TRAVERSE CITY — A Mental Health First Aid workshop this month will offer ideas on how to respond to people who suffer from depression, severe anxiety, or psychotic disorders.
The course is based on the same principles as a standard first aid course, and is designed to arm people with tools they need until professional help can be arranged, said Joanie Blamer, a workshop instructor.
“It’s much like treating a wound until an ambulance arrives,” Blamer said.
Such skills are necessary, since mental health problems affect one in four Americans, she said.
The door is open to anyone in the community, including police officers, who often are called in times of a mental health crisis, said Cynthia Petersen, also a workshop instructor.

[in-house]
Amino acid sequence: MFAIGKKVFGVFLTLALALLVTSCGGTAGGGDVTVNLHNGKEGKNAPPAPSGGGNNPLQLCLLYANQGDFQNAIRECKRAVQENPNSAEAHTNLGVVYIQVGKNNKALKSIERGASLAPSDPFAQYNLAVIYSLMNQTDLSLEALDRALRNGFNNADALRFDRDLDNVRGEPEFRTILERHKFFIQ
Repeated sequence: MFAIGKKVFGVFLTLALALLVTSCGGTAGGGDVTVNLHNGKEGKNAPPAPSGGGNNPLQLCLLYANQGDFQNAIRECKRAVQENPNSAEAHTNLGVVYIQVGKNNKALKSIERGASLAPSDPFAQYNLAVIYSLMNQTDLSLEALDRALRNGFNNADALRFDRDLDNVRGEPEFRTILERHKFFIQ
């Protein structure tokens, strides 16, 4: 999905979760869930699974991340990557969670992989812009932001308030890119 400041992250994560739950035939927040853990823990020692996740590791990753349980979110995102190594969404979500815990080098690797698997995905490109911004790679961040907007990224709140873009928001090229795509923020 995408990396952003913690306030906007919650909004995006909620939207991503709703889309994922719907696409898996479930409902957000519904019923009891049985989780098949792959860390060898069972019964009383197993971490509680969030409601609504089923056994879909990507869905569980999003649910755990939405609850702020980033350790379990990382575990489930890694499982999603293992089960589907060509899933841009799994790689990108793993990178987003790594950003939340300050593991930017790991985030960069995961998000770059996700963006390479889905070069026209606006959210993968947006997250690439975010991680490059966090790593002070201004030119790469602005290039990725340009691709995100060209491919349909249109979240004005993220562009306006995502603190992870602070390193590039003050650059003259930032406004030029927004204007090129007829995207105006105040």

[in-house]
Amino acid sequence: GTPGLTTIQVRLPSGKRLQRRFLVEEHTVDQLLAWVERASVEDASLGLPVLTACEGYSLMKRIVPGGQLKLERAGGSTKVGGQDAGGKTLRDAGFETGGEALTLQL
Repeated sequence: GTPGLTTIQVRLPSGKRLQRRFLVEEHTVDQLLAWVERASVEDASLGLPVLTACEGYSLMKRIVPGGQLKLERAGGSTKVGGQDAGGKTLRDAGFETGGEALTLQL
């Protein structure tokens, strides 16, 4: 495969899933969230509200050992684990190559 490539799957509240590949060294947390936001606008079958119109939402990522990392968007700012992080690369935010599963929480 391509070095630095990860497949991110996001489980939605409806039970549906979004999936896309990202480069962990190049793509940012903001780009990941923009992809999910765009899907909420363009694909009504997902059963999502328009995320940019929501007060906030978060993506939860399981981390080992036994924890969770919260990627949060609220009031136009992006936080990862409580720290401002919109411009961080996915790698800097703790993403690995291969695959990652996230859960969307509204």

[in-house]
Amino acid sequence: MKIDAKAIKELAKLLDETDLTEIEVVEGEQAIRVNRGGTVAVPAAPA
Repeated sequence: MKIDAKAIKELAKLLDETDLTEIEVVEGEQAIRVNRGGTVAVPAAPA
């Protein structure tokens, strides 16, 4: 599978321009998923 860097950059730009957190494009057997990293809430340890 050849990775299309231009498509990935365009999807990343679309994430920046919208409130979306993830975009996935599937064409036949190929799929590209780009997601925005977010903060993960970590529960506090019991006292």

“We’d love, love, love to have them come in,” Petersen said.
Petersen said a key component of the workshop is to recognize signs of mental illness, such as a person who has withdrawn from friends or won’t leave his or her home.
“I had an elderly person who attended,” she said. “When he started hearing about the signs and symptoms of depression, he recognized things he had gone through himself.”
The workshop will talk about how to recognize someone who is emotionally troubled, begin a conversation about their emotions, provide initial assistance, and guide the person toward professional help, Petersen said.
“Many times it’s calling a church worker or Goodwill or someone to intercede,” she said.
Blamer said Mental Health First Aid is catching on around the country and helps move increasing numbers of people toward recovery. The program originally was created in Australia in 2001 and is now taught across the world.
“It really helps people understand the shroud of fear and misjudgment facing individuals and families who experience mental illnesses and addiction,” she said.